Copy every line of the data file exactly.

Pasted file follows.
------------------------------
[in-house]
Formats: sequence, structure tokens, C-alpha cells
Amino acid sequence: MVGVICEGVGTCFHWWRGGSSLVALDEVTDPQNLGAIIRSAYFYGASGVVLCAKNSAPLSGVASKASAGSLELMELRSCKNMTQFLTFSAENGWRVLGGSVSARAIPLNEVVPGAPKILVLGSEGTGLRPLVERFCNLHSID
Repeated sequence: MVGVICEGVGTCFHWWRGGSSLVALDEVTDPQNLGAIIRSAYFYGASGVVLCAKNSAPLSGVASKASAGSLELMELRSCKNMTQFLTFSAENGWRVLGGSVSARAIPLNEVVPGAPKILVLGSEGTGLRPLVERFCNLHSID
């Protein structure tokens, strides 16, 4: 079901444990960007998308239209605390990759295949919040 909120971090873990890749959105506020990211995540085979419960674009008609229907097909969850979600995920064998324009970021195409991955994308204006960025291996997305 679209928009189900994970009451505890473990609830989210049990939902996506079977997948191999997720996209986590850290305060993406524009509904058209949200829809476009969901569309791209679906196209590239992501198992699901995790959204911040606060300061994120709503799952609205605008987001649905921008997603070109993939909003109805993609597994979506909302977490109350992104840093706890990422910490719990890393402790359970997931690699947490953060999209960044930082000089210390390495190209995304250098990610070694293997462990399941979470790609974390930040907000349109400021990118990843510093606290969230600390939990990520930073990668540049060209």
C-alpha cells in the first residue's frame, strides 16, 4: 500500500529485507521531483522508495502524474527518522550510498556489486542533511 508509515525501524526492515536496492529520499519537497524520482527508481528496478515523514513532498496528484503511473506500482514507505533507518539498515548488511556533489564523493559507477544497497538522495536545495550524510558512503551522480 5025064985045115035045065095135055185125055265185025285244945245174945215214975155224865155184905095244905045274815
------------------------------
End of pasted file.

[in-house]
Formats: sequence, structure tokens, C-alpha cells
Amino acid sequence: MVGVICEGVGTCFHWWRGGSSLVALDEVTDPQNLGAIIRSAYFYGASGVVLCAKNSAPLSGVASKASAGSLELMELRSCKNMTQFLTFSAENGWRVLGGSVSARAIPLNEVVPGAPKILVLGSEGTGLRPLVERFCNLHSID
Repeated sequence: MVGVICEGVGTCFHWWRGGSSLVALDEVTDPQNLGAIIRSAYFYGASGVVLCAKNSAPLSGVASKASAGSLELMELRSCKNMTQFLTFSAENGWRVLGGSVSARAIPLNEVVPGAPKILVLGSEGTGLRPLVERFCNLHSID
């Protein structure tokens, strides 16, 4: 079901444990960007998308239209605390990759295949919040 909120971090873990890749959105506020990211995540085979419960674009008609229907097909969850979600995920064998324009970021195409991955994308204006960025291996997305 679209928009189900994970009451505890473990609830989210049990939902996506079977997948191999997720996209986590850290305060993406524009509904058209949200829809476009969901569309791209679906196209590239992501198992699901995790959204911040606060300061994120709503799952609205605008987001649905921008997603070109993939909003109805993609597994979506909302977490109350992104840093706890990422910490719990890393402790359970997931690699947490953060999209960044930082000089210390390495190209995304250098990610070694293997462990399941979470790609974390930040907000349109400021990118990843510093606290969230600390939990990520930073990668540049060209």
C-alpha cells in the first residue's frame, strides 16, 4: 500500500529485507521531483522508495502524474527518522550510498556489486542533511 508509515525501524526492515536496492529520499519537497524520482527508481528496478515523514513532498496528484503511473506500482514507505533507518539498515548488511556533489564523493559507477544497497538522495536545495550524510558512503551522480 5025064985045115035045065095135055185125055265185025285244945245174945215214975155224865155184905095244905045274815